June 26th is One of the Most Important Days in LGBTQ History

Five years ago today, LGBTQ history was made when same-sex marriage became the law of the land in the United States of America. The results of the Obergefell v. Hodges case was a giant step forward for gay equality. Before 2015, same-sex marriage in America was a messy hodgepodge of different rules. Some states allowed marriage, some only allowed civil unions, and some banned both. It was a blatant display of the lack of respect given to LGBTQ people in America.

On June 26, 2015, the White House was illuminated in rainbow colors to celebrate the legaization of same-sex marriage in the USA (Photo: Rena Schild)

Seven years ago today, the Supreme Court struck down the Defense of Marriage Act (DOMA), which allowed states to refuse to recognize same-sex marriage and deny same-sex couples federal benefits. When issuing their repose to United States v. Windsor, Justice Kennedy wrote a scathing analysis of DOMA, saying “DOMA’s principal effect is to identify a subset of state-sanctioned marriages and make them unequal. The principal purpose is to impose inequality, not for other reasons like governmental efficiency. Responsibilities, as well as rights, enhance the dignity and integrity of the person. And DOMA contrives to deprive some couples married under the laws of their State, but not other couples, of both rights and responsibilities…”

Seventeen years ago today, the Supreme Court handed down their decision in Lawrence v. Texas. The court said that making same-sex intercourse illegal was against the constitution. The ruling came in 2003, making the US one of the later countries to legalize same-sex intercourse.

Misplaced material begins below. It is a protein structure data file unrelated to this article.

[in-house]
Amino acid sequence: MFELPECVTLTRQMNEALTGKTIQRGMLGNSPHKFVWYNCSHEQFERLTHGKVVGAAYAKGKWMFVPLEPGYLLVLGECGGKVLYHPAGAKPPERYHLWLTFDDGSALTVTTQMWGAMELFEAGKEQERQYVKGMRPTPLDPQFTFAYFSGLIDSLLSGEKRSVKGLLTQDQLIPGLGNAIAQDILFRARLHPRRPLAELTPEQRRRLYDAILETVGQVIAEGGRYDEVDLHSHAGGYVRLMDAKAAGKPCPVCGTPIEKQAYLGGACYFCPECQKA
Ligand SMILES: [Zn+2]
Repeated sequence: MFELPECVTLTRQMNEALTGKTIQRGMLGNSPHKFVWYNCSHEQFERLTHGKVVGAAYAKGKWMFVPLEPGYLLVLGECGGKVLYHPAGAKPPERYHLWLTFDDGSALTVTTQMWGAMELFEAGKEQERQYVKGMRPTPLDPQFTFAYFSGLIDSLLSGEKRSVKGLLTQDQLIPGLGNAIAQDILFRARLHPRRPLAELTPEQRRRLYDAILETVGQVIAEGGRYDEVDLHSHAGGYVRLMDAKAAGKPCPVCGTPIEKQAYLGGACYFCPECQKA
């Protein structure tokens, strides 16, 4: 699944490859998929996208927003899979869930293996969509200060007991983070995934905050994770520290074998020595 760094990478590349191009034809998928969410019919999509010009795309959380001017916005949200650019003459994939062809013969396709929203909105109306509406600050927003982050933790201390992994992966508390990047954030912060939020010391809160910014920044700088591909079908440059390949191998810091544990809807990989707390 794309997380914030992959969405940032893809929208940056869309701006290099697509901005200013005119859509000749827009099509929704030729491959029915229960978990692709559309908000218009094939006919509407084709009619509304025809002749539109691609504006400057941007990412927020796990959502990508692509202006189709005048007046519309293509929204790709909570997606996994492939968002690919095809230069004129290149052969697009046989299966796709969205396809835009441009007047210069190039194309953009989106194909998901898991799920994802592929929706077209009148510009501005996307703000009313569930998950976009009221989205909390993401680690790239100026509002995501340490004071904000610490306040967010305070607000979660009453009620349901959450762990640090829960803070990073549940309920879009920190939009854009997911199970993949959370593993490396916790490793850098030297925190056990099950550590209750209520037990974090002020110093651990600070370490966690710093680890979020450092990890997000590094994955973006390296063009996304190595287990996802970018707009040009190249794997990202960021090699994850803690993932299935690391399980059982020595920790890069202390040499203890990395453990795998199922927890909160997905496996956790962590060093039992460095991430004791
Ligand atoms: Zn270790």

A crowd gathers outside the Supreme Court on June 26, 2015, awaiting the ruling (Photo: Rena Schild)

Shannon Minter, the Legal Director of the National Center for Lesbian Rights, praised the powerful message that was sent out across America five years ago when same-sex marriage was finally legal for all. She stated,

“For LGBTQ people across the country, the Supreme Court’s decision in Obergefell was resounding proof that, together, we have the power to make change and to fight back against injustice and inequality…”

It’s a fitting day for Pride Week and Pride Month. While this June, we may not be able to celebrate Pride in the streets, we can take some time to reflect on the progress we’ve made, and create a gameplan for where the community can go from here.

Happy Pride, everyone! 

 

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